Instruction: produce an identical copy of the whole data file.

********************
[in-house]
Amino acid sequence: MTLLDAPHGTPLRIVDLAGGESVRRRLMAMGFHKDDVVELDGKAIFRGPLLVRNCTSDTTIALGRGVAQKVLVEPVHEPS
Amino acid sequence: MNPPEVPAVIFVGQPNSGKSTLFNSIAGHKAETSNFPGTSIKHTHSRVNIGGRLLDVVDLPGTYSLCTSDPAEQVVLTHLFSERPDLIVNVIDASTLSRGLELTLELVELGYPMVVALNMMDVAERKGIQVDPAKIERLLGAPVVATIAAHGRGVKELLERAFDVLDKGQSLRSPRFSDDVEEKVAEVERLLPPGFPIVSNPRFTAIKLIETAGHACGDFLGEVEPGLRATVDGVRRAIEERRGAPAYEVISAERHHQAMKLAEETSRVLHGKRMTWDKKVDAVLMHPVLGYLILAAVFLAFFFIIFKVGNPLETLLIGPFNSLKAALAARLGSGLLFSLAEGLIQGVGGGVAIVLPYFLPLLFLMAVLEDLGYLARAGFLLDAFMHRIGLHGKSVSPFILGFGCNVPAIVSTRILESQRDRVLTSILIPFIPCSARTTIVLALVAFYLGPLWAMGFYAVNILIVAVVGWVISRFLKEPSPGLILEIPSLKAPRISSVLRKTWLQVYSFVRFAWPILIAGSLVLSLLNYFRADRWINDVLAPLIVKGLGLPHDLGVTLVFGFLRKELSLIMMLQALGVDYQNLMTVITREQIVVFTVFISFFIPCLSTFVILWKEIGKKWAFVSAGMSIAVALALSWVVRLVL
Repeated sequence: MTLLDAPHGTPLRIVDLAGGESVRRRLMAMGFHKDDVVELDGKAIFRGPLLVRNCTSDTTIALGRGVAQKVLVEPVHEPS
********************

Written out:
[in-house]
Amino acid sequence: MTLLDAPHGTPLRIVDLAGGESVRRRLMAMGFHKDDVVELDGKAIFRGPLLVRNCTSDTTIALGRGVAQKVLVEPVHEPS
Amino acid sequence: MNPPEVPAVIFVGQPNSGKSTLFNSIAGHKAETSNFPGTSIKHTHSRVNIGGRLLDVVDLPGTYSLCTSDPAEQVVLTHLFSERPDLIVNVIDASTLSRGLELTLELVELGYPMVVALNMMDVAERKGIQVDPAKIERLLGAPVVATIAAHGRGVKELLERAFDVLDKGQSLRSPRFSDDVEEKVAEVERLLPPGFPIVSNPRFTAIKLIETAGHACGDFLGEVEPGLRATVDGVRRAIEERRGAPAYEVISAERHHQAMKLAEETSRVLHGKRMTWDKKVDAVLMHPVLGYLILAAVFLAFFFIIFKVGNPLETLLIGPFNSLKAALAARLGSGLLFSLAEGLIQGVGGGVAIVLPYFLPLLFLMAVLEDLGYLARAGFLLDAFMHRIGLHGKSVSPFILGFGCNVPAIVSTRILESQRDRVLTSILIPFIPCSARTTIVLALVAFYLGPLWAMGFYAVNILIVAVVGWVISRFLKEPSPGLILEIPSLKAPRISSVLRKTWLQVYSFVRFAWPILIAGSLVLSLLNYFRADRWINDVLAPLIVKGLGLPHDLGVTLVFGFLRKELSLIMMLQALGVDYQNLMTVITREQIVVFTVFISFFIPCLSTFVILWKEIGKKWAFVSAGMSIAVALALSWVVRLVL
Repeated sequence: MTLLDAPHGTPLRIVDLAGGESVRRRLMAMGFHKDDVVELDGKAIFRGPLLVRNCTSDTTIALGRGVAQKVLVEPVHEPS